On Jun 4, 5:14 am, Jax <jack.zaldi ... @gmail.com> wrote:
> Again, this is from a former employee ... in San Antonio, at least,
> most of the people I came in contact with HATED working where they
> were because of the horrible business practice, but couldn't walk away
> due to the free cable bill ... sad really ...
> I'm seriously considering DSL, my father has worked for SBC, now AT&T
> for about 30 years now and has always tried to get me to go that
> route ... I think it may be about time ...
We all must remember that service provided by a national companies
VARIES a great deal from location to location.
Most national companies -- cable or telephone -- are conglomerates of
once separate companies. Verizon, for example, consists of various
former Bell companies, GTE (the "independent") companies, and other
pieces. Of all of those, some of them historically were quite good,
some not so good. The same applies to cable companies.
My local cable company started out as a single independent outfit. It
was taken over and resold by numerous players. Frankly, it's not as
responsive as when it was independent, but due to the legacy the
service is generally satisfactory. It is extremely expensive, though.
> The batter back up is a joke, because ... I know this isn't a
> reasonable question but: How many times do you think your power goes
> out and your cable still works? It's a difficult thing to check, since
> your TV won't work without power ... but ... think about it ...
Yes, if my power is out, my TV won't work. But in my area I've found
that once the power is restored, it takes longer for the cable service
to be restored. We have fairly frequent 1-15 minute power outages in
the summer. They are a nuisance since most electronic clocks have to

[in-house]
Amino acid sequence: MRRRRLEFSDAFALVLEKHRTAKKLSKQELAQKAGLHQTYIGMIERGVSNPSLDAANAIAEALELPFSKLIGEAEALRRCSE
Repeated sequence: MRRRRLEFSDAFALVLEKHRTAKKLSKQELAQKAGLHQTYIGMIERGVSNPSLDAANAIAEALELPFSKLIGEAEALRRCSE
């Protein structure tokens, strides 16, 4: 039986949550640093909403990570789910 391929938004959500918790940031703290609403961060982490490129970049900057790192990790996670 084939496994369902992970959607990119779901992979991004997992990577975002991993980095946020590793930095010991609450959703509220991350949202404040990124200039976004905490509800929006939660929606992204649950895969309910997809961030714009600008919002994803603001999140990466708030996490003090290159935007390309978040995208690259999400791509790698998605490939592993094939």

be reset. Even ones with battery backup lose a minute or two and need
to be reset if exact time is a requirement (like on the VCR).
I have never lost phone service, no matter how bad the storm or power.
(As mentioned, people with cordless phones -- many these days -- are
out of luck).
> I tried to buy into the whole Time-Warner mindset ... thinking that
> this was the company of the future, but it's a little ahead of it's
> time, due to the fact that they don't test their systems, equipment or
> databases nearly enough to make them effective in a live CONSUMER
It's not just them. All companies under stockholder pressure to roll
out new products and services to bring in associated revenue as
quickly as possible. The old regulated monopoly services could do
thorough testing. Indeed, the old Bell System was criticized for
being too slow with innovations, but they tested new products and
services extremely thoroughly before national rollout.
That is a big reason I personally am such a Luddite when it comes to
new technology. Way too often the salesman (hungry for a commission)
and the techies (hungry for glory) promote something new long before
it has been thoroughly tested and side issues resolved. (Don't forget
a device may "work" but still cause unexpected problems.)
Side note -- as to power, the telephone central offices have huge
batteries good for some time in case of a blackout, but more
importantly, contain big diesel generators (tested regularly) to
charge the batteries if the blackout is sustained. Do cable company
offices have such generators? Obviously line poles and cell phone
antennas do not, but how long (if any) is their battery backup? IMHO,
any communications related device should have minimum battery backup
for _heavy_ use for at least five hours, preferably eight hours. When
you consider the number of external junctions and cell phone antenna
sites necessary today, 8-hour heavy duty backup everywhere becomes
quite expensive. But it is necessary.